Wednesday, March 20, 2013

St. Patrick's Day Dress for Cate

I have no more than a very small amount of Irish blood (practically miniscule), but my husband is half Irish which makes my daughter a quarter Irish.  Therefore I have deemed it necessary for her to have St. Patrick's Day outfits.

 The pattern I used for this year's St. Pat's Day dress is the Scottie Dress by My Childhood Treasures.   I used kelly green gingham for the dress and white muslin for the lining.  The buttons on the shoulder tabs are orange.  I left off the Scottie dogs and added a green grosgrain ribbon near the hem instead.  My plan had been to add some orange buttons as embellishments around the ribbon (and I may still do that) but I ran out of time.  I tried to get the gingham checks to line up at the side seams with limited success.  Being my first foray into lining up patterns at the seams, I didn't expect it to be perfect. Fortunately, few people would notice such a thing on a toddler's dress, which makes it the perfect venue for practicing that sort of thing.  I got the headband from the dollar bins at Target.  The tops say "Kiss Me" on the front and "I'm Irish" on the back.  She was surprisingly amenable to wearing the headband.  I half expected her to take it off almost immediately after I put it on, but she wore it for a solid 15 minutes--practically an eternity in toddler time.

 This was the first chance I've had to put my money where my mouth is regarding cheap fashion.  Last year, I purchased a very cute outfit from Carter's.  I was very, very tempted to do it again this year.  In the short term, there doesn't seem to be much benefit from having really good quality toddler clothing.  The cost of purchasing the materials for this dress probably equaled that of buying a cute St. Patrick's day t-shirt.  I did purposefully not use St. Patrick's day specific fabric which gives it more longevity than a St. Pat's t-shirt, but Cate will still grow out of this dress by the end of the summer at the very latest.  She's too young to feel warm fuzzies at the thought of wearing clothes that her mommy made just for her.  I get warm fuzzies about making clothes for Cate, but that is counter-balanced by the fact that I stayed up until 1:30AM finishing the thing and I still need to make her Easter dress (strong family tradition for making Christmas and Easter dresses).  So, beyond sentimentality, we aren't going to reap any benefits from this dress 6 months from now, unless we have another little girl (highly doubtful).


Cate has a little cousin who is almost exactly one year younger and we can pass the dress on to her.  And after that little girl wears it, if it's still in good condition, it can get passed to another little girl, and so on.  If we had ample storage, I would even be tempted to save it for a future granddaughter.  I knew of a woman in grad school whose daughter was wearing the same handmade dresses she wore as a little girl.  So, while it's true that this dress cost the same as the t-shirt I might have bought, and Cate's going to grow out of it fairly quickly, it's still worth it to make a durable, good quality dress, because it's going to last much longer than that hypothetical t-shirt and hopefully be worn by many little girls before it heads to the recycle bin.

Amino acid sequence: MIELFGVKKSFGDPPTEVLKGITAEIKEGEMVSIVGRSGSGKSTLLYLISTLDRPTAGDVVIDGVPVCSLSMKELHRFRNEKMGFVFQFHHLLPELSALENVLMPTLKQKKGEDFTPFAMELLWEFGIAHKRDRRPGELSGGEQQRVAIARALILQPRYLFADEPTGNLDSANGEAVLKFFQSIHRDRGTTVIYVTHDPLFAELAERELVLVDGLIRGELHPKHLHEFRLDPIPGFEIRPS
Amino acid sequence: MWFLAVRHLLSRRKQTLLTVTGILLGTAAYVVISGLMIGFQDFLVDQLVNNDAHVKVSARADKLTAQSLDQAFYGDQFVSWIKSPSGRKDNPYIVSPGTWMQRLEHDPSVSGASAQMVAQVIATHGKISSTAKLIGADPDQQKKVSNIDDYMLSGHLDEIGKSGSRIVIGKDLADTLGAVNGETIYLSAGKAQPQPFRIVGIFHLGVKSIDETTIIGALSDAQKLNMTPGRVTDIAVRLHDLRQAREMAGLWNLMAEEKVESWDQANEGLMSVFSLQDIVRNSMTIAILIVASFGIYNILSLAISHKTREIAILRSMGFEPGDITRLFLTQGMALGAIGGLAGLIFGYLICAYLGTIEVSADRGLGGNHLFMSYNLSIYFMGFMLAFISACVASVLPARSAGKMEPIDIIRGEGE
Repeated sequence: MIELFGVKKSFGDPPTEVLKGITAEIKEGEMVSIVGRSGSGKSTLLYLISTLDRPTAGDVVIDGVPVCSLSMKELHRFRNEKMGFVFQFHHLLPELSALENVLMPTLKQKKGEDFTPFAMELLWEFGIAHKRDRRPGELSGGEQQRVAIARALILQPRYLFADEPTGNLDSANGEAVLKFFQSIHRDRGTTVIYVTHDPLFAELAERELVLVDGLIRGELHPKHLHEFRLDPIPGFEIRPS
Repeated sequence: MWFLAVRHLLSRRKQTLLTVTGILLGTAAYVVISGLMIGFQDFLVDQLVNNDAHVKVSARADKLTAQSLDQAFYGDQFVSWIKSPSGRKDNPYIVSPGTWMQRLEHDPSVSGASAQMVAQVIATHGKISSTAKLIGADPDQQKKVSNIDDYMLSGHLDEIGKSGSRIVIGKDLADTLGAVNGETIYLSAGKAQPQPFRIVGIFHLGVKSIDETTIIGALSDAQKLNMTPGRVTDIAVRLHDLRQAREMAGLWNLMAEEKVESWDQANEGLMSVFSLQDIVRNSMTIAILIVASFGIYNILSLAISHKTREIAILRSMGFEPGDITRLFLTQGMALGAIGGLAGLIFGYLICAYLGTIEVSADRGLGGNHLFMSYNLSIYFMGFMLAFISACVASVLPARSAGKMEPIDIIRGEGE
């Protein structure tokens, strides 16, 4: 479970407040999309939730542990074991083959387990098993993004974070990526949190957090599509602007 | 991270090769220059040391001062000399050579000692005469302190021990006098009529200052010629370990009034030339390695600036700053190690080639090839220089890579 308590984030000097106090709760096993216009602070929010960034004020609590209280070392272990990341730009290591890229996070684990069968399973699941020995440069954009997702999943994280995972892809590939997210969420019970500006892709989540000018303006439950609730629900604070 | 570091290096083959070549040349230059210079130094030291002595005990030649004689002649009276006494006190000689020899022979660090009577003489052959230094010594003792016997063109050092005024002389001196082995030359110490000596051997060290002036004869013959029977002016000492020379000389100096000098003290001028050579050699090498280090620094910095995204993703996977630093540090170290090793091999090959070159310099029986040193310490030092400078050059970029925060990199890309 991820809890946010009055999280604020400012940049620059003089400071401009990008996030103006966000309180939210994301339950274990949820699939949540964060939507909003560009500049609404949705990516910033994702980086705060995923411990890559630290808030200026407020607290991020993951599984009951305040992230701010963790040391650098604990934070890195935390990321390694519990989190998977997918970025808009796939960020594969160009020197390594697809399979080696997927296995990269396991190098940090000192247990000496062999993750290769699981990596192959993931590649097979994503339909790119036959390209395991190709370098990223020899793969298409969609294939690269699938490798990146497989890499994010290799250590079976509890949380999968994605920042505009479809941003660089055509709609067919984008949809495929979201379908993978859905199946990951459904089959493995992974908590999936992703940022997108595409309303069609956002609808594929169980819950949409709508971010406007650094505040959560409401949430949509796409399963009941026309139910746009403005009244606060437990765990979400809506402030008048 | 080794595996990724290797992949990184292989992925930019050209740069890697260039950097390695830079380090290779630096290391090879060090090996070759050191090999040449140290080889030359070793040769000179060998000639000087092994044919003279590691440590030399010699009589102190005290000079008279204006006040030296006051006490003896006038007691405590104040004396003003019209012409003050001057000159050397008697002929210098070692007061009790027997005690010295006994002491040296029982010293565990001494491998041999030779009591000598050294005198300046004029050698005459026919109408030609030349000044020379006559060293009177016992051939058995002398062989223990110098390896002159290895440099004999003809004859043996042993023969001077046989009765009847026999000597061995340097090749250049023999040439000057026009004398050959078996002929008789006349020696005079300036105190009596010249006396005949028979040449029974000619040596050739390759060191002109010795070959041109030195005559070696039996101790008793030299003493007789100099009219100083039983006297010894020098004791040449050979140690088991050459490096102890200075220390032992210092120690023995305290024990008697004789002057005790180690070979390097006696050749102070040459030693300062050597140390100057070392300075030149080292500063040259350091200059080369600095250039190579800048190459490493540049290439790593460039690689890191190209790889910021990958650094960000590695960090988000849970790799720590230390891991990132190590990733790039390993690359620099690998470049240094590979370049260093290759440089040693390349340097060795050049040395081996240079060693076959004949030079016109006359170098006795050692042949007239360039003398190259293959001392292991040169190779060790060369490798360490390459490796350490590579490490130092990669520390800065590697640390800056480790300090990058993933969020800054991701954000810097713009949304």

Now, lest you think I am trying to run for eco-sainthood, I confess that I did buy the white t-shirt she is wearing under the dress, and at Target, no less.  Not exactly a bastion of durable, ethically made clothing.  What can I say, she didn't own any plain white t-shirts and I panicked because I didn't have time to make one or to try to find a good quality, eco-friendly one.  I'm just starting out on this responsible fashion journey and it's going to take awhile to get into the swing of things.

I do feel good about my decision to make Cate's dress and I see her wearing it a lot the next few months.  I want to make a couple more from the same pattern after I get her Easter dress finished and I've got a stash of cute quilting cotton that will be perfect for them.  I definitely want to make one with the Scottie dog appliques, too.  After that, I want to tackle a couple Oliver + S patterns.  I've got the Bubble Dress and the Apple Picking Dress patterns already, so I guess I'll start with those and go from there.

Finally, I leave you with one last picture of Cate:

Couldn't you just die from the cuteness?!

Monday, March 18, 2013

Book: Overdressed

Recently, I jumped on the bandwagon, and read the book Overdressed:  The Shockingly High Cost of Cheap Fashion (My review on Goodreads is here).  Overdressed focuses on the consequences of cheap/fast fashion, namely, that: